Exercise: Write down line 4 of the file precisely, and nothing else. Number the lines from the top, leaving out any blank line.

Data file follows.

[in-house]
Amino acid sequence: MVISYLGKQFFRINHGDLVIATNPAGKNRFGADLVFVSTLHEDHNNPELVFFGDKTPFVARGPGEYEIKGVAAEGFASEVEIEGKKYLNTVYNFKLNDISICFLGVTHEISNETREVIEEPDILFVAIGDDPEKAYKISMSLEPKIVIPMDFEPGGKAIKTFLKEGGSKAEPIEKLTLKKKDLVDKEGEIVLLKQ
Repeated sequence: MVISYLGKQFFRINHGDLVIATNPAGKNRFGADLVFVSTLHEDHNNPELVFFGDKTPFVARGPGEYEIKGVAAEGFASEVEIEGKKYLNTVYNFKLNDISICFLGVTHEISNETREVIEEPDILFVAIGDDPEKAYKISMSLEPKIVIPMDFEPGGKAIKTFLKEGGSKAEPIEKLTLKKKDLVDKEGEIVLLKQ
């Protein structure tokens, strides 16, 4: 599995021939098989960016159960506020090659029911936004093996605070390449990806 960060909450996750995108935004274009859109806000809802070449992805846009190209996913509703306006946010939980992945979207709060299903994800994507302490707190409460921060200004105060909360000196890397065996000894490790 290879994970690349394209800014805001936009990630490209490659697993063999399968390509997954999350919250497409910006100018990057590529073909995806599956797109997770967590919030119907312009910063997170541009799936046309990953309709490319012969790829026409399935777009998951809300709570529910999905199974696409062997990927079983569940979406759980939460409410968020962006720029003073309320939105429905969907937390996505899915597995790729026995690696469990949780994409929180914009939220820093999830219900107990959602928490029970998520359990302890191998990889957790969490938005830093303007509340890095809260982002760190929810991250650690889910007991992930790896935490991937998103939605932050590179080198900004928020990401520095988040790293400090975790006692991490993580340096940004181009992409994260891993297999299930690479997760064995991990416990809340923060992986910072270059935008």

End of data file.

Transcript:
């Protein structure tokens, strides 16, 4: 599995021939098989960016159960506020090659029911936004093996605070390449990806 960060909450996750995108935004274009859109806000809802070449992805846009190209996913509703306006946010939980992945979207709060299903994800994507302490707190409460921060200004105060909360000196890397065996000894490790 290879994970690349394209800014805001936009990630490209490659697993063999399968390509997954999350919250497409910006100018990057590529073909995806599956797109997770967590919030119907312009910063997170541009799936046309990953309709490319012969790829026409399935777009998951809300709570529910999905199974696409062997990927079983569940979406759980939460409410968020962006720029003073309320939105429905969907937390996505899915597995790729026995690696469990949780994409929180914009939220820093999830219900107990959602928490029970998520359990302890191998990889957790969490938005830093303007509340890095809260982002760190929810991250650690889910007991992930790896935490991937998103939605932050590179080198900004928020990401520095988040790293400090975790006692991490993580340096940004181009992409994260891993297999299930690479997760064995991990416990809340923060992986910072270059935008």